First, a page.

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In aero antenna design, there’s more than meets the eye

 

When a high-performance sports car pulls up next to your family minivan, is your first thought, “An engine is an engine. What’s the big deal?” Probably not.

The same logic applies to today’s aero antennas. Whether you’re talking about a traditional gimbaled configuration or the advanced 2Ku dual phased-array design, this critical component serves as both the forward link (transmitting satellite data to the aircraft) and the return link (receiving the data). In other words, the antenna is at the heart of inflight connectivity.

While there is a myriad of technological subtleties involved in comparing antenna technologies, let’s look at just three basic parameters: the physical design, the aperture size and the beam shape.

 

Keeping a low profile

If you could peek under the radome to watch a traditional gimbaled antenna operate in flight, you’d see a rather large, asymmetric apparatus with an aperture that’s in constant motion to connect to the satellites that are lined up over the equator. The unit’s larger size and multitude of moving parts are a function of its mechanical-based design.

The 2Ku antenna, by comparison, employs a symmetrical, phased-array design: a set of two antennas that transmit and receive in any direction without tilting or vertical motion. This design uses significantly fewer moving parts, with no stepper motors, belts, pulleys or gears needed to interact with the dual apertures. The result is a design that provides higher reliability since there are fewer potential breakdowns.

In addition, the low-profile form factor of the 2Ku antenna rises a mere four inches above the aircraft versus the eight to 12-inch tall design of its gimbaled counterpart. Not only does this mean a more aesthetically discreet radome that can easily pass bird-strike test protocols, but it reduces overall drag and fuel burn, too. This reduced drag contributes to an aircraft’s payload and range. And for some airlines, less fuel burn can generate up to $25,000 in annual fuel savings per aircraft.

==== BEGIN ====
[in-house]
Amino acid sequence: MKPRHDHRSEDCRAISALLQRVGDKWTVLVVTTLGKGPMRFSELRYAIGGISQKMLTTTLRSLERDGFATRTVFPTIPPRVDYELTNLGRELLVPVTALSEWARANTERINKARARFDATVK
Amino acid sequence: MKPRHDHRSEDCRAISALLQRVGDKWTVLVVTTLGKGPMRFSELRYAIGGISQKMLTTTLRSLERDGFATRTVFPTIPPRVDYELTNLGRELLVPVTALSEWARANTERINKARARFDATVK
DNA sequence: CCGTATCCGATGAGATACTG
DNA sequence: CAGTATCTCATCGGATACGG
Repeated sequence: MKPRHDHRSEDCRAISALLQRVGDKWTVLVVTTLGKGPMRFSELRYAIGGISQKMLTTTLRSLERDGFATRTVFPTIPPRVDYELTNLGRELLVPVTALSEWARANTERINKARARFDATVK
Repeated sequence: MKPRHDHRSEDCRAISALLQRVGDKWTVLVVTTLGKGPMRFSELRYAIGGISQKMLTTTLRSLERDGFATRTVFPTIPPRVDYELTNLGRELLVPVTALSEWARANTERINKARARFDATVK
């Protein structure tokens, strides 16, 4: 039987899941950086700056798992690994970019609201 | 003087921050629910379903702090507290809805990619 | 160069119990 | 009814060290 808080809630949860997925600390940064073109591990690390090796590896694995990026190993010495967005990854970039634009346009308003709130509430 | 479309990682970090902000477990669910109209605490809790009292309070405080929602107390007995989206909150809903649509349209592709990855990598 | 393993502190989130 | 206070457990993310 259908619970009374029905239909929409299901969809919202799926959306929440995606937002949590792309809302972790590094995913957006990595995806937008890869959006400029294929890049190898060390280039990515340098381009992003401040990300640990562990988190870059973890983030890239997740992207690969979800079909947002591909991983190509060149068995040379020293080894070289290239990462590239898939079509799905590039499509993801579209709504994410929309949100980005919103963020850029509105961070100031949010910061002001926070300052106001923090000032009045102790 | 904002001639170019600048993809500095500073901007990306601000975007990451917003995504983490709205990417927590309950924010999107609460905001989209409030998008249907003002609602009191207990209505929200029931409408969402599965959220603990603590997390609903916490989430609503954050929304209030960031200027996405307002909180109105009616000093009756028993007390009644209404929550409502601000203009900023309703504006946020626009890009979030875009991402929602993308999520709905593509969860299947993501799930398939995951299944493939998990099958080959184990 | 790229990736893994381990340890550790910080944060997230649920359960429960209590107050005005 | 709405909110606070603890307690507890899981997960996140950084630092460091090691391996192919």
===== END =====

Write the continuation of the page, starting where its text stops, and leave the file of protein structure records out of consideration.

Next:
On the surface

The sole purpose of the aero antenna is to transmit and receive satellite signals. So, aperture design is paramount. When the aperture incorporates more surface area, your aircraft benefits from greater throughput. And when more aperture area is matched with new satellite modem designs, you get faster speeds, too.

Think of bandwidth as a glass of water and the antenna as a straw. Use a narrow straw and you sip less. A wider straw (or better yet, two straws!) allows you to gulp the water more efficiently with the same effort. That’s the difference between the gimbaled antenna and the 2Ku antenna.

The 2Ku design offers four times more surface area than a gimbaled antenna for better throughput in virtually all scenarios. Meanwhile, enlarging the aperture surface on a gimbaled antenna would likely require an even larger, heavier package and more complex mechanical steering design.

 

Staying in shape

Just as the footprints of gimbaled and 2Ku aero antennas differ, so do the shapes of their beams. This is a vital characteristic that’s linked directly to consistent connectivity for the aircraft.

Traditional aero antennas project an oval-shaped beam. In equatorial regions, this may cause interference and diminished performance due to “jamming” by adjacent satellites. To avoid interference with other satellites in these regions, traditional antennas must be powered down. This significantly degrades their performance.

Conversely, the phased-array design of the 2Ku antenna projects a circular beam which avoids impinging on adjacent satellites and delivers a more consistent connectivity experience on flights in these regions.

Another factor that is becoming increasingly important is beam agility. A few years ago, moving the aperture 10-15 degrees per second was acceptable. Today, however, the advent of Low Earth Orbit (LEO) and Medium Earth Orbit (MEO) satellites mean tracking at high angular rates is required. In fact, LEOs require movement in excess of 400 degrees per second to accommodate their challenging tracking and satellite handoff requirements.

Ensuring a continuous signal with a traditional gimbaled antenna would require multiple arrays to track these satellites since they are only visible for a few minutes at a time. On the other hand, the phased-array technology is already poised to manage these continual handoffs for years to come.

It seems clear that there’s more than meets the eye when it comes to aero antenna designs. So, the next time somebody says that they’re all the same, you might want to take a quick peek under the radome.

 

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